Hm… I started this post about a year ago and kindergarten is about to start, so maybe I should finish it. I don’t have the books on hand that I was going to cite, so this’ll be a lot more hand waving and a lot less quoting (watch me not be a perfectionist!).
One of the things we want for our child is that ze be able to take risks (measured ones, anyway), and able to achieve at hir desired level. We don’t want hir to be paralyzed by fear as so often the best and brightest are. We want hir to be used to making mistakes and not scared by the prospect of sometimes being wrong, so long as ze learns from those mistakes.
Perfectionism is a scary thing. It can keep us from achieving our goals. It can make us afraid of taking risks, even measured ones. In gifted kids, perfectionism can start young.
About a year ago we started noticing signs of it in our child. Ze would be terrified of making mistakes, ze would say, “I don’t know” to things that ze did know, especially if we misheard the first time ze answered and we asked hir to repeat. If we’d say, “just guess,” ze would refuse to guess. At school the teacher told us DC could read just fine but couldn’t comprehend, which we knew not to be true as ze would rush into our office in the evenings with long explanations of whatever exciting thing was happening in the latest Magic Treehouse book. Ze would rather be silent than be wrong. And sometimes ze would completely collapse trying to tie a shoelace on hir shoelace book, sobbing uncontrollably. (It’s ok if you don’t know how to tie a shoe! You’re only 3! I couldn’t tie my shoe laces until I was 5, and we didn’t have velcro in those days.)
These tendrils of perfectionism, particularly the tantrums, are what started my reading of gifted books (I’m done now), years before we thought we’d have to dig into them. Turns out some of the less fun aspects of gifted kids can show up before school, even if the public school doesn’t test until 3rd grade. (And not just lack of sleep!) There’s a lot of scientific evidence on the causes and consequences of perfectionism. Even if gifted books don’t always help with techniques to mitigate perfectionism, most of them do note it as a side-effect, or more often as a sign of giftedness.
Naturally it’s a side-effect we want to treat, if possible. The big thing that’s suggested is that we want to push EFFORT, not intelligence. Gifted kids are often told how smart they are from the moment they open their bright eyes. That means that when they make a mistake, they often take it as evidence that maybe they’re not smart. (If you’re always right, you’re smart. If you’re not always right, you’re not smart … It’s not true, but it can feel true.) This can lead to shutting down, giving up, cheating, and other negative behaviors that gifted kids don’t need to do and that can ultimately hurt them in the long run. Carol Dweck’s Mindset book also has a chapter or two on growth mindsets for kids.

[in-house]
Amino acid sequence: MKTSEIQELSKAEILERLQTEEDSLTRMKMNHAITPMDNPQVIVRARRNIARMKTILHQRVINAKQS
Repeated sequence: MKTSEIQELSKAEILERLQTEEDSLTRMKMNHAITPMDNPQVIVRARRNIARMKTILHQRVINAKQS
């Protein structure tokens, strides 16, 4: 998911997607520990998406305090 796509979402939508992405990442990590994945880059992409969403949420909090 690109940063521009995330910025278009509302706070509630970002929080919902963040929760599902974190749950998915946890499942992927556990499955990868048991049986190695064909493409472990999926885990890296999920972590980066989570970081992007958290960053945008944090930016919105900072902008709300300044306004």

Perfectionism is especially a problem when kids are way ahead of their classes at school. Inappropriately red-shirted kids, or gifted kids who need but are not getting accommodations are especially likely to fall prey to perfectionism. If everything is always too easy, when confronted with something difficult, cognitive dissonance sets in and the kid shuts down. Also when bored, trying for a perfect can be a way to create one’s own challenge.
I’ve definitely grappled with perfectionism myself, as has DH. But I didn’t understand why DC was grappling with it in preschool. When I was DC’s age I already believed that effort was important and I didn’t fear failure… I just knew I needed more practice… Some day I would be able to blow a gum bubble, or whistle or turn a cartwheel. Part of that was knowing that other kids were older and had worked hard practicing before they could, and I’d be able to do what they could do some day too if I just tried hard enough. These days there aren’t so many roving bands of mixed age kids playing outside. So you don’t see the practice so much. And DC doesn’t have that bucket list I had… ze’s probably never even seen a cartwheel.
So every time DC fell into a fuss or refused to do something we knew ze could do, we would explain how important practice is. How when I was hir age, I wanted more than anything to be able to stand on one leg, and I practiced and practiced and finally I could. We would pull out the little engine that could and read it again, hoping some day ze’d believe us.
I suspect that my mom was better at promoting that message than I am. I will work harder at it and I will not give up. Thus I hope DC will do the same.
update: DC “I practiced and practiced and now I can stand on one leg, see?”
update: The joy of erasers! DC’s teacher drilled in that when ze makes a writing mistake, ze can just use the eraser to fix it. This is a miracle in hir willingness to write anything down. (Problem: DC thinks it is hilarious to make silly mistakes on purpose. ex. 3 + 5 is M)
update: Word World’s Sheep learned to ride a bike, falling over and over and over again. (A realistic montage, unlike most shows where it seems like you get things on the third try.) So did DC!
update: After 8 weeks of lessons 4 days/week, DC can swim!
Play fight repeat has two great posts on this topic. Paying kids to fail. Teaching kids persistence.
Do you or does someone you love struggle with perfectionism? Do you have any suggestions for how to combat it?